To branches/tags Git and Patch files echo “I love Git” >> hello.txt
Shows changes we have made
Shows list of modified files
git add hello.txt
git diff HEAD
See the changes in working version
git commit -m ‘Second commit’ Working With Git ~/.gitconfig
In top level of repository
Contains all objects, commits, configuration, for project
.git/config has project specific configurations
Stored in directory for ignoring Key Git Files/Directories mkdir first-git-repo && cd first-git-repo
Creates the basic artifacts in the .git directory
echo “Hello World” > hello.txt
git add .
Adds content to the index
Index reflects the working version
Must be run prior to a commit
git commit -a -m ‘Check in number one’ Our First Git Repository Index
Stores information about current working directory and changes made to it
Every object has a SHA1 to uniquely identify it (SHA1 is KING)
“ objects“ consist of:
Stored in .git/objects
Indexed by unique hash
All files are stored as blobs
Directories of blobs or other trees
Plus zero or more parent commits
Plus a message about why
One object for every commit
Contains hash of parent, name of author, time of commit,
and hash of the current tree
An object (usually a commit)
Plus a subject
Plus an optional payload to sign it off
Plus an optional gpg signature Git Architecture Speed
Very fast operations compared to other VCS (e.g CVS and Subversion)
Compression can be done across repository not just per file
Minimizes local size as well as push/pull data transfers
Object model is very simple
Large userbase with robust tools Git Advantages Traditional version control system
Server with database
Clients have a working version
Client/server communication Centralized Version Control The Old School Way… Let’s DIVE into GIT For Windows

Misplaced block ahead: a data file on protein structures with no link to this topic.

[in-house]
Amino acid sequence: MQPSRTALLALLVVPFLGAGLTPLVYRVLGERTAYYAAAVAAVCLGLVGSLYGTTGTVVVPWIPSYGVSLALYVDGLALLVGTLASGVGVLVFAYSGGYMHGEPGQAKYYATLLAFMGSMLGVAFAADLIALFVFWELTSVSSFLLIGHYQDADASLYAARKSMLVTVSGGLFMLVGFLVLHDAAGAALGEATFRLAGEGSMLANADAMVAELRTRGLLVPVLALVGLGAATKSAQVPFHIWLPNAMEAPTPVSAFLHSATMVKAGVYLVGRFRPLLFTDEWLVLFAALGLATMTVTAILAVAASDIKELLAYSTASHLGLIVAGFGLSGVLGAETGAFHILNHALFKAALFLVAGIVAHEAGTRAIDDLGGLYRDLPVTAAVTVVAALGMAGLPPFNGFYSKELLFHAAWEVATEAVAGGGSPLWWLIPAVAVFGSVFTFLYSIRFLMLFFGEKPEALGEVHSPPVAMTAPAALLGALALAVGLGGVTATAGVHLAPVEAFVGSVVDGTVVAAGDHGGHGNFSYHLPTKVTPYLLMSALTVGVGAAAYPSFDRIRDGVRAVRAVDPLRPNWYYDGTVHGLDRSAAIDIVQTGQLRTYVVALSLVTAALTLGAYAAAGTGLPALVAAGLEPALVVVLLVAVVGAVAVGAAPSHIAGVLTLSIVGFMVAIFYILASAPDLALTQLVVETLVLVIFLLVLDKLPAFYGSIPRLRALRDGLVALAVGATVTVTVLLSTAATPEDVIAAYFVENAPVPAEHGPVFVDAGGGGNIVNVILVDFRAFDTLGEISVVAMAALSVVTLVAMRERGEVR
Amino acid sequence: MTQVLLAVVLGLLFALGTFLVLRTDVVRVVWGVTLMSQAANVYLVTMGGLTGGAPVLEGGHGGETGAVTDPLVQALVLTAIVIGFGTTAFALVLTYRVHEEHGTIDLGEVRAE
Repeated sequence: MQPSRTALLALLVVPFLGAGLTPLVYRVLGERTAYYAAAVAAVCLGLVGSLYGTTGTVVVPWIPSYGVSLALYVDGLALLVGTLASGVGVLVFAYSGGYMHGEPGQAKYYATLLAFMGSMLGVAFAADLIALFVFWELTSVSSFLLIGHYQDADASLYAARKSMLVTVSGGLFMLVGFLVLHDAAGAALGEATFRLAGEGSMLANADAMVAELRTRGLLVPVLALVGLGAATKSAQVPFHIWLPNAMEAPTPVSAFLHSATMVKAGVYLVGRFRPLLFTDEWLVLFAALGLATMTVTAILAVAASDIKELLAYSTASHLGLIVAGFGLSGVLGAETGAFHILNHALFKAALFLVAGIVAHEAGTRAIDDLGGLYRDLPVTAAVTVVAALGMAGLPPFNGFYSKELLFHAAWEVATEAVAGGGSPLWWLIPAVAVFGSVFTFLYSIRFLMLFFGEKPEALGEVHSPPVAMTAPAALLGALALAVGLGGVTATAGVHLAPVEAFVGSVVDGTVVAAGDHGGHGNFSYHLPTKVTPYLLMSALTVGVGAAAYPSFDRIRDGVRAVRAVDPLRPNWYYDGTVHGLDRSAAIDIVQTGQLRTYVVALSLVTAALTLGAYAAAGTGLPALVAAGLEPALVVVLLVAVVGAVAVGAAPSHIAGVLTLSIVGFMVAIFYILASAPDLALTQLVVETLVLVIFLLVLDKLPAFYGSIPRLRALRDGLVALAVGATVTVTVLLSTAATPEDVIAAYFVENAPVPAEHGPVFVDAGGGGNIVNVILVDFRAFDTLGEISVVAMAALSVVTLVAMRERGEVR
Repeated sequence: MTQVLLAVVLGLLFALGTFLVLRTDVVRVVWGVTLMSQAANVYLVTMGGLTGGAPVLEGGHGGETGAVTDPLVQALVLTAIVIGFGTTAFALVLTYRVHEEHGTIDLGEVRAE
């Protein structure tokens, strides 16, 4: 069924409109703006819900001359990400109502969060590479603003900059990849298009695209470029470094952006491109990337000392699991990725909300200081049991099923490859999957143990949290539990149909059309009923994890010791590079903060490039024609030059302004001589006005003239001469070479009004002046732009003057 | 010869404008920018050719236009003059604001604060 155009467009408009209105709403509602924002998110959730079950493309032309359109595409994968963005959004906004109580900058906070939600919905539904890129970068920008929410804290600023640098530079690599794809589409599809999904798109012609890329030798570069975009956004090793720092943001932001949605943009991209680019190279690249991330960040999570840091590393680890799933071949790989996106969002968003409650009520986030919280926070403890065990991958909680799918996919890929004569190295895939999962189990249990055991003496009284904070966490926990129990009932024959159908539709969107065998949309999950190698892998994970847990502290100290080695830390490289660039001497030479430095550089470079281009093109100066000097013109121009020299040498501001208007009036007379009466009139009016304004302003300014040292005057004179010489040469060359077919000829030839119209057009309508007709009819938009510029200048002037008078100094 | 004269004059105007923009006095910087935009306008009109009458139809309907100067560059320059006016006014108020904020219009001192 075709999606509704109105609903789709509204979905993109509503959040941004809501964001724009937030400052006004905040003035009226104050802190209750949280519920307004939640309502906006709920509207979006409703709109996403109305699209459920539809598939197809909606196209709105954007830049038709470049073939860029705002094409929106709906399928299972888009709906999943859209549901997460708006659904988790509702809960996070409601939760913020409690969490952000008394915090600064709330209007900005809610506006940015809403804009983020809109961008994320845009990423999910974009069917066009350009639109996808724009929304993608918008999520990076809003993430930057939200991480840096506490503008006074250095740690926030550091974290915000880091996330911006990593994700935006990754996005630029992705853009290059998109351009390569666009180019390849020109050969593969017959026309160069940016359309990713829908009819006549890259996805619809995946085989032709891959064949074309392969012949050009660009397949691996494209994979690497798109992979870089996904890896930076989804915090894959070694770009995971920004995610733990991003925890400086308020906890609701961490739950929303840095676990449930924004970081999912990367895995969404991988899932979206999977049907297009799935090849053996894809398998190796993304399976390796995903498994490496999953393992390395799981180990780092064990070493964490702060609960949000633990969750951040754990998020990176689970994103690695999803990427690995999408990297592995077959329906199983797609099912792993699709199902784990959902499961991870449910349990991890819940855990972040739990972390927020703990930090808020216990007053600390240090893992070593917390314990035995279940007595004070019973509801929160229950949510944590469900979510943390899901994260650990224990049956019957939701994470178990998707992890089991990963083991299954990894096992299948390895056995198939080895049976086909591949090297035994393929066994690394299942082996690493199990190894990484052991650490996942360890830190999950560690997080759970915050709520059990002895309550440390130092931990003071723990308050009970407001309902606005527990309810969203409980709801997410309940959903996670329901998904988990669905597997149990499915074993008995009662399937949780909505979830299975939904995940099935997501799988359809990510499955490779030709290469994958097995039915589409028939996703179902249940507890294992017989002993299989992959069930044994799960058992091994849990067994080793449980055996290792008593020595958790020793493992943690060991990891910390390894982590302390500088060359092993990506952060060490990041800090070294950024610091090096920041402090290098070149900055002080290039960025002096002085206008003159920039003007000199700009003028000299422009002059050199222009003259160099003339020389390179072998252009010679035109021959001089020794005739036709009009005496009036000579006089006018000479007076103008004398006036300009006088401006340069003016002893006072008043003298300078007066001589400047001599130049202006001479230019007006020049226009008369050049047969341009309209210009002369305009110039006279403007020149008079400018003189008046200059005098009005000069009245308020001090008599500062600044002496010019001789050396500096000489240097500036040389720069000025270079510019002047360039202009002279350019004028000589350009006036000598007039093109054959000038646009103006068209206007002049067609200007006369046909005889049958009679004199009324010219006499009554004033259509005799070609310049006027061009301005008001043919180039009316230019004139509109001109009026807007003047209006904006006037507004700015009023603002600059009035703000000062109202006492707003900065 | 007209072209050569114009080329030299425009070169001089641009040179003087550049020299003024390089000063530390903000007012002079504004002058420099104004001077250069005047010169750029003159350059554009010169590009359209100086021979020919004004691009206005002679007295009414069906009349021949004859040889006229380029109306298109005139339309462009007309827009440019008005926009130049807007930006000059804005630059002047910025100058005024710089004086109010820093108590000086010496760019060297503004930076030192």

Github for Windows, GIT Extensions, git-cola
Github for MAC, GITX, SourceTree, git-cola
ALL These are FREE GIT GUI clients bash/zsh completion
Gitk and many others
GUI to review changes
Used for starting HTTP process for browing project Some Git Coolness Example: Apache configurations
Multiple environments (dev/test/production)
Minor differences between environments
Want to effectively move changes across environments Git for Configuration Management Protocols
Git protocol Use git clone to replicate repository
Get changes with
git fetch (fetches and merges)
Propagate changes with
git push Using Remote git log
Note the hash code for each commit.
git show <OBJECT>
Can use full or shortened hash Viewing What Has Changed Getting information
git show Getting a Repository
git commit Some Commands Other distributed systems include
Every working checkout is a repository
Get version control even when detached
Backups are trivial Distributed Version Control Say, you checked in around 10 files, and now you need to revert the change Time & Network Bandwidth You'll individually revert all the files, or do revert by date :( And why it happened?
CVS doesn't track/group content in a commit
CVS is file based = xxx CVS protocol does not allow to remove directories.
You go to the server console and remove them from the real physical repository. = xxx CVS has issues with Renaming files = xxx